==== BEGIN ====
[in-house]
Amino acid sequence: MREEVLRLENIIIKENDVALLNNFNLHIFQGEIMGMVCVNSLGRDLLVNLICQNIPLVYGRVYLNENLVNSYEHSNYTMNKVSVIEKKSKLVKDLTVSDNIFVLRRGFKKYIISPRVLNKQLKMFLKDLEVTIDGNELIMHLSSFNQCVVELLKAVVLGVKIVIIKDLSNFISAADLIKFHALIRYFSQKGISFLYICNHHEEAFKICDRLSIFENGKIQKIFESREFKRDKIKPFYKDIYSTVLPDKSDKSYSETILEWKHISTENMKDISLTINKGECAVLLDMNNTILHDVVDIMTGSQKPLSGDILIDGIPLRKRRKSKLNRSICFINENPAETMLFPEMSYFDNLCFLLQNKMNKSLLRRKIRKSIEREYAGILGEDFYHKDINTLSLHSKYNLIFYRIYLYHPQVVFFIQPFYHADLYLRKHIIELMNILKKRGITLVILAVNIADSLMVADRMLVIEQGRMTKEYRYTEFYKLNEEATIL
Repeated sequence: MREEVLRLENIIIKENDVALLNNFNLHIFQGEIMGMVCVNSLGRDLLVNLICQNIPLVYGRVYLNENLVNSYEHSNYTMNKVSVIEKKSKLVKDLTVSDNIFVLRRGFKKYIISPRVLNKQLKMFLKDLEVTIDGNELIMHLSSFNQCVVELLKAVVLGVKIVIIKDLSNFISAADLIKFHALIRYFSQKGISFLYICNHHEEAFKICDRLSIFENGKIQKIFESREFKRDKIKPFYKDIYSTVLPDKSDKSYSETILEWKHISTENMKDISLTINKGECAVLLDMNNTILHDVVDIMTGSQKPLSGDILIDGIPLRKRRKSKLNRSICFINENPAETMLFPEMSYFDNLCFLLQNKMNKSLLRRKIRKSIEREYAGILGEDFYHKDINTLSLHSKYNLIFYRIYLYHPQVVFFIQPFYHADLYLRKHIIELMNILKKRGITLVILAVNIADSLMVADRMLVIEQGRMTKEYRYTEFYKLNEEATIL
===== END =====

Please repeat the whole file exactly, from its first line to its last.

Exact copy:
[in-house]
Amino acid sequence: MREEVLRLENIIIKENDVALLNNFNLHIFQGEIMGMVCVNSLGRDLLVNLICQNIPLVYGRVYLNENLVNSYEHSNYTMNKVSVIEKKSKLVKDLTVSDNIFVLRRGFKKYIISPRVLNKQLKMFLKDLEVTIDGNELIMHLSSFNQCVVELLKAVVLGVKIVIIKDLSNFISAADLIKFHALIRYFSQKGISFLYICNHHEEAFKICDRLSIFENGKIQKIFESREFKRDKIKPFYKDIYSTVLPDKSDKSYSETILEWKHISTENMKDISLTINKGECAVLLDMNNTILHDVVDIMTGSQKPLSGDILIDGIPLRKRRKSKLNRSICFINENPAETMLFPEMSYFDNLCFLLQNKMNKSLLRRKIRKSIEREYAGILGEDFYHKDINTLSLHSKYNLIFYRIYLYHPQVVFFIQPFYHADLYLRKHIIELMNILKKRGITLVILAVNIADSLMVADRMLVIEQGRMTKEYRYTEFYKLNEEATIL
Repeated sequence: MREEVLRLENIIIKENDVALLNNFNLHIFQGEIMGMVCVNSLGRDLLVNLICQNIPLVYGRVYLNENLVNSYEHSNYTMNKVSVIEKKSKLVKDLTVSDNIFVLRRGFKKYIISPRVLNKQLKMFLKDLEVTIDGNELIMHLSSFNQCVVELLKAVVLGVKIVIIKDLSNFISAADLIKFHALIRYFSQKGISFLYICNHHEEAFKICDRLSIFENGKIQKIFESREFKRDKIKPFYKDIYSTVLPDKSDKSYSETILEWKHISTENMKDISLTINKGECAVLLDMNNTILHDVVDIMTGSQKPLSGDILIDGIPLRKRRKSKLNRSICFINENPAETMLFPEMSYFDNLCFLLQNKMNKSLLRRKIRKSIEREYAGILGEDFYHKDINTLSLHSKYNLIFYRIYLYHPQVVFFIQPFYHADLYLRKHIIELMNILKKRGITLVILAVNIADSLMVADRMLVIEQGRMTKEYRYTEFYKLNEEATIL